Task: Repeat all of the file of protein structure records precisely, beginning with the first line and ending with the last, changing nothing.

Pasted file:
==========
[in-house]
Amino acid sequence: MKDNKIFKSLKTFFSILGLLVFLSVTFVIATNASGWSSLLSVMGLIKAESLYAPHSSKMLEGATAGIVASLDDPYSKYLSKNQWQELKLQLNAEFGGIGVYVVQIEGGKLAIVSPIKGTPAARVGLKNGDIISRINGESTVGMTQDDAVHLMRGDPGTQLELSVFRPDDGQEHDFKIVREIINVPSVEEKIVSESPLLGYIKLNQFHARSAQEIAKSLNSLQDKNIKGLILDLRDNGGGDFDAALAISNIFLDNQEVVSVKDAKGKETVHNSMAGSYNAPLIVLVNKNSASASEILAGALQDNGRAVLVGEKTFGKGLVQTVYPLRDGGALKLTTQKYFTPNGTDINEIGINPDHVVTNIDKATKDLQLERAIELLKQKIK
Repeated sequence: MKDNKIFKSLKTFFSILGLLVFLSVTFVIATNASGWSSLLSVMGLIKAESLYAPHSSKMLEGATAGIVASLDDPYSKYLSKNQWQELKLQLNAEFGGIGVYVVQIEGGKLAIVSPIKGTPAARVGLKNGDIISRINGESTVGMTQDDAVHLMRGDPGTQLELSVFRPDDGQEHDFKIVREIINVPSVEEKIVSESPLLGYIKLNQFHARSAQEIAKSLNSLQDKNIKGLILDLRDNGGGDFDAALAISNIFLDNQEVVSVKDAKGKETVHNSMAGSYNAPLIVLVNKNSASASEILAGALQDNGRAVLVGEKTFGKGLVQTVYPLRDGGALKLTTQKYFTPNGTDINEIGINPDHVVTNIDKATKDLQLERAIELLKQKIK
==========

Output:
[in-house]
Amino acid sequence: MKDNKIFKSLKTFFSILGLLVFLSVTFVIATNASGWSSLLSVMGLIKAESLYAPHSSKMLEGATAGIVASLDDPYSKYLSKNQWQELKLQLNAEFGGIGVYVVQIEGGKLAIVSPIKGTPAARVGLKNGDIISRINGESTVGMTQDDAVHLMRGDPGTQLELSVFRPDDGQEHDFKIVREIINVPSVEEKIVSESPLLGYIKLNQFHARSAQEIAKSLNSLQDKNIKGLILDLRDNGGGDFDAALAISNIFLDNQEVVSVKDAKGKETVHNSMAGSYNAPLIVLVNKNSASASEILAGALQDNGRAVLVGEKTFGKGLVQTVYPLRDGGALKLTTQKYFTPNGTDINEIGINPDHVVTNIDKATKDLQLERAIELLKQKIK
Repeated sequence: MKDNKIFKSLKTFFSILGLLVFLSVTFVIATNASGWSSLLSVMGLIKAESLYAPHSSKMLEGATAGIVASLDDPYSKYLSKNQWQELKLQLNAEFGGIGVYVVQIEGGKLAIVSPIKGTPAARVGLKNGDIISRINGESTVGMTQDDAVHLMRGDPGTQLELSVFRPDDGQEHDFKIVREIINVPSVEEKIVSESPLLGYIKLNQFHARSAQEIAKSLNSLQDKNIKGLILDLRDNGGGDFDAALAISNIFLDNQEVVSVKDAKGKETVHNSMAGSYNAPLIVLVNKNSASASEILAGALQDNGRAVLVGEKTFGKGLVQTVYPLRDGGALKLTTQKYFTPNGTDINEIGINPDHVVTNIDKATKDLQLERAIELLKQKIK